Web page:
You are asking 2 different questions, or rather you have 2 different tags on your question - repository and mirrors.
Most of the answers have already addressed the why and how behind mirrors. As one more anecdote (and the plural of anecdote is data!) I run a mirror of Mint, Ubuntu, and Debian simply to provide much quicker access in the computer lab I teach in. 20 folks all getting updates at once, or doing netinstalls, or ... goes much quicker at gigabit speed vs. the 5mb internet that feeds the building.
The ideas behind the repos for Ubuntu actually all start with Debian (which Ubuntu is heavily based on) and Debian's package management system which includes the
apt utilities in various versions and incarnations (
aptitude, etc). With the Debian package management system, a standard base system is told where to get software packages and updates from. This could be any number of sources - hard drives, cd-rom/dvd, network share, or via network protocol like http(s), ftp, and rsync. Part of this information includes what software is available, and what packages depend on what other packages all the way down to the base system.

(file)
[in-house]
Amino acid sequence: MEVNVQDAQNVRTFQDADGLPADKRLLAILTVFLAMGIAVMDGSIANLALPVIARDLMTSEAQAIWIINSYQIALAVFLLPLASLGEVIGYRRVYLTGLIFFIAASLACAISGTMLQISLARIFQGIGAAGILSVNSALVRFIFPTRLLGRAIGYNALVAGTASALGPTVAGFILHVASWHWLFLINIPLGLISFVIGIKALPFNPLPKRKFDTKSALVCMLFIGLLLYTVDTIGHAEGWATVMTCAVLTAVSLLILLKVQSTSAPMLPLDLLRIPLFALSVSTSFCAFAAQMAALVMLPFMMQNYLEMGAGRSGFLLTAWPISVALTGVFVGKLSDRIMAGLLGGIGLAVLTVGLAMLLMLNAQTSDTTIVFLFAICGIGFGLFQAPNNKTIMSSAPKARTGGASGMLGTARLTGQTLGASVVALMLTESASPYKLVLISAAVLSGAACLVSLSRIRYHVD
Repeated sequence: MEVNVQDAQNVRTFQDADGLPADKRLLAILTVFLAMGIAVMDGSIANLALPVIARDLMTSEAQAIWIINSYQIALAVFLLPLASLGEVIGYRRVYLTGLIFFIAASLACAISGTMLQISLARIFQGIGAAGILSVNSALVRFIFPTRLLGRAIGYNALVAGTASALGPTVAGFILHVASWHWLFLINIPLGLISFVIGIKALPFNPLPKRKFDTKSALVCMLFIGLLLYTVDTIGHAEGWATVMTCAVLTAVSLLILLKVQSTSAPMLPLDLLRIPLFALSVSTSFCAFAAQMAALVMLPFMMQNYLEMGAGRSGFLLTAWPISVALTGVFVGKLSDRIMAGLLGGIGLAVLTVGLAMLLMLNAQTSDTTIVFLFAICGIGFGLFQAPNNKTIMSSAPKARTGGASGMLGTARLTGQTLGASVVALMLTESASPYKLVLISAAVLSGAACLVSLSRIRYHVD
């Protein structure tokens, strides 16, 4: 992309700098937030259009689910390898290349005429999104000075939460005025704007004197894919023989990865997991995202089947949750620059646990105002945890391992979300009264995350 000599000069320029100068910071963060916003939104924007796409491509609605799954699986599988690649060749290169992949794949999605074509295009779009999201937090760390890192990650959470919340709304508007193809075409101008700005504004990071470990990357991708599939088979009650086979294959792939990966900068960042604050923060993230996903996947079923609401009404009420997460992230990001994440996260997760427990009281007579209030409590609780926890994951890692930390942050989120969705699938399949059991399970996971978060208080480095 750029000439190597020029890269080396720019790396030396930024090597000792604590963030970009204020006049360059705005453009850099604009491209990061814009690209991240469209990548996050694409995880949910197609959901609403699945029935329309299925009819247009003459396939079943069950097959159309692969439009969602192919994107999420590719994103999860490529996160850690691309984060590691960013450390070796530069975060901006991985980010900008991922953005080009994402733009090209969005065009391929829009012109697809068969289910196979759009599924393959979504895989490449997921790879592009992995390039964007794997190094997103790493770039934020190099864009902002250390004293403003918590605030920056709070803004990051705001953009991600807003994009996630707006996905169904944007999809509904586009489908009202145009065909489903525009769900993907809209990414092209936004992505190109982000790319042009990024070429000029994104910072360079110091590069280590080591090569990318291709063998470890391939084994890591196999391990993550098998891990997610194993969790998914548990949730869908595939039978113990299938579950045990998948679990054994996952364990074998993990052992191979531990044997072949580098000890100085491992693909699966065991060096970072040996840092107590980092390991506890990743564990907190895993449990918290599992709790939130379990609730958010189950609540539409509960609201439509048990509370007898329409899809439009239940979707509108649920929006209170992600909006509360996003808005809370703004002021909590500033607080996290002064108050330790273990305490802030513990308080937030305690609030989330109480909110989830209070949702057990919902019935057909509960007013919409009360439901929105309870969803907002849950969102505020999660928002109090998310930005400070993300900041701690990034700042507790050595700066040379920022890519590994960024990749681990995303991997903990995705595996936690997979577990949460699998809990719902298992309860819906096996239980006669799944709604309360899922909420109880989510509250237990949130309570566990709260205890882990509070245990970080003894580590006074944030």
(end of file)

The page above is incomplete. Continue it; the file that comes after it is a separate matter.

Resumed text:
This allows you to run a command like
apt-get install task-mate-desktop and the package management system says "well, you need to have this version of libraryA installed, and that version of libraryB installed and foo version 3.14 and ... " and since it knows what you have installed, it knows what it needs to retrieve from the source (quite probably one of those mirrors you were asking about), and it goes gets what it needs and installs it all. Note that the GUI software management tools in Ubuntu et al. are all just front ends to apt and dpkg.
Now, the Debian/Ubuntu/Mint/etc. folks aren't the only ones doing stuff like this. The BSD releases and the ports collection as well as the
yum for Redhat and similar distributions, the portage collection from Gentoo, and others.